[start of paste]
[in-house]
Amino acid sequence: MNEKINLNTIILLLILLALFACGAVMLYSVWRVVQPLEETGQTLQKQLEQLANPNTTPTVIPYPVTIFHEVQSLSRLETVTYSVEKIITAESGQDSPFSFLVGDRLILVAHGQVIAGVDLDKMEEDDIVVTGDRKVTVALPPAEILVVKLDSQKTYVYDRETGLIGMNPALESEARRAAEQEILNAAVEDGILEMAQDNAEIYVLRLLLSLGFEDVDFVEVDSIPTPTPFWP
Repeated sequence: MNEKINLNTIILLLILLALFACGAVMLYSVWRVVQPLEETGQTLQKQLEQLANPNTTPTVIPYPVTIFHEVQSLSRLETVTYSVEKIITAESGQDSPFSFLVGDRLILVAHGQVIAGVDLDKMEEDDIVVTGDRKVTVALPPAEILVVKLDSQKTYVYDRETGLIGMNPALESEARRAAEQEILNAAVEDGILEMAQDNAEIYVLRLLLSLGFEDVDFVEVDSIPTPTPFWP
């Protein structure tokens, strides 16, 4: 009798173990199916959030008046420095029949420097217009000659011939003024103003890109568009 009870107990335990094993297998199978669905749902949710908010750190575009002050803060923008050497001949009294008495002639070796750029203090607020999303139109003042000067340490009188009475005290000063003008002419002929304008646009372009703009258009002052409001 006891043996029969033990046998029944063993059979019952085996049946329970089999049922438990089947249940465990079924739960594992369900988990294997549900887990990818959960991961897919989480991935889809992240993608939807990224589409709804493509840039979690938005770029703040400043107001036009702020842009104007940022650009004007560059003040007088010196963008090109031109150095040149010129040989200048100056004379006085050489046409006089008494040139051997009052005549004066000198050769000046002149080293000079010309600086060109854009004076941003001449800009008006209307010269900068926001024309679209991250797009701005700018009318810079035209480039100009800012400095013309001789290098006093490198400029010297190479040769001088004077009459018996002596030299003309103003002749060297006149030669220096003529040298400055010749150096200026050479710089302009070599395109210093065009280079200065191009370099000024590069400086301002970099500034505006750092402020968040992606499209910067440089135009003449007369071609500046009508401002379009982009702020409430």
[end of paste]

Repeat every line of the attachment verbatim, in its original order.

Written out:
[in-house]
Amino acid sequence: MNEKINLNTIILLLILLALFACGAVMLYSVWRVVQPLEETGQTLQKQLEQLANPNTTPTVIPYPVTIFHEVQSLSRLETVTYSVEKIITAESGQDSPFSFLVGDRLILVAHGQVIAGVDLDKMEEDDIVVTGDRKVTVALPPAEILVVKLDSQKTYVYDRETGLIGMNPALESEARRAAEQEILNAAVEDGILEMAQDNAEIYVLRLLLSLGFEDVDFVEVDSIPTPTPFWP
Repeated sequence: MNEKINLNTIILLLILLALFACGAVMLYSVWRVVQPLEETGQTLQKQLEQLANPNTTPTVIPYPVTIFHEVQSLSRLETVTYSVEKIITAESGQDSPFSFLVGDRLILVAHGQVIAGVDLDKMEEDDIVVTGDRKVTVALPPAEILVVKLDSQKTYVYDRETGLIGMNPALESEARRAAEQEILNAAVEDGILEMAQDNAEIYVLRLLLSLGFEDVDFVEVDSIPTPTPFWP
């Protein structure tokens, strides 16, 4: 009798173990199916959030008046420095029949420097217009000659011939003024103003890109568009 009870107990335990094993297998199978669905749902949710908010750190575009002050803060923008050497001949009294008495002639070796750029203090607020999303139109003042000067340490009188009475005290000063003008002419002929304008646009372009703009258009002052409001 006891043996029969033990046998029944063993059979019952085996049946329970089999049922438990089947249940465990079924739960594992369900988990294997549900887990990818959960991961897919989480991935889809992240993608939807990224589409709804493509840039979690938005770029703040400043107001036009702020842009104007940022650009004007560059003040007088010196963008090109031109150095040149010129040989200048100056004379006085050489046409006089008494040139051997009052005549004066000198050769000046002149080293000079010309600086060109854009004076941003001449800009008006209307010269900068926001024309679209991250797009701005700018009318810079035209480039100009800012400095013309001789290098006093490198400029010297190479040769001088004077009459018996002596030299003309103003002749060297006149030669220096003529040298400055010749150096200026050479710089302009070599395109210093065009280079200065191009370099000024590069400086301002970099500034505006750092402020968040992606499209910067440089135009003449007369071609500046009508401002379009982009702020409430």